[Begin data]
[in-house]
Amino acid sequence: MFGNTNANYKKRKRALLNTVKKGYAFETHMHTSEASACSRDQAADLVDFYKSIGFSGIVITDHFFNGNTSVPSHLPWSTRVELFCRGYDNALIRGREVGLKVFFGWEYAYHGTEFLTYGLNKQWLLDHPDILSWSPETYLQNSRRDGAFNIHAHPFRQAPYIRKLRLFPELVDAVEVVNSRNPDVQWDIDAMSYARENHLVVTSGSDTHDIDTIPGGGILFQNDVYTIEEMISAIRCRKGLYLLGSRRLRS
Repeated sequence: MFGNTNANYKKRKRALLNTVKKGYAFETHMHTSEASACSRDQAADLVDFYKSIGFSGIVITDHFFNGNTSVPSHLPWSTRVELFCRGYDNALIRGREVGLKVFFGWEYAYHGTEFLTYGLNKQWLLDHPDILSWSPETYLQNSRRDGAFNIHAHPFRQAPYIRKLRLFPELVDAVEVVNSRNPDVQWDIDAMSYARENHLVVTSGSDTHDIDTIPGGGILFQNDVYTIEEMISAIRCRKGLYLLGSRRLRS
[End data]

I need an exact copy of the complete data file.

[in-house]
Amino acid sequence: MFGNTNANYKKRKRALLNTVKKGYAFETHMHTSEASACSRDQAADLVDFYKSIGFSGIVITDHFFNGNTSVPSHLPWSTRVELFCRGYDNALIRGREVGLKVFFGWEYAYHGTEFLTYGLNKQWLLDHPDILSWSPETYLQNSRRDGAFNIHAHPFRQAPYIRKLRLFPELVDAVEVVNSRNPDVQWDIDAMSYARENHLVVTSGSDTHDIDTIPGGGILFQNDVYTIEEMISAIRCRKGLYLLGSRRLRS
Repeated sequence: MFGNTNANYKKRKRALLNTVKKGYAFETHMHTSEASACSRDQAADLVDFYKSIGFSGIVITDHFFNGNTSVPSHLPWSTRVELFCRGYDNALIRGREVGLKVFFGWEYAYHGTEFLTYGLNKQWLLDHPDILSWSPETYLQNSRRDGAFNIHAHPFRQAPYIRKLRLFPELVDAVEVVNSRNPDVQWDIDAMSYARENHLVVTSGSDTHDIDTIPGGGILFQNDVYTIEEMISAIRCRKGLYLLGSRRLRS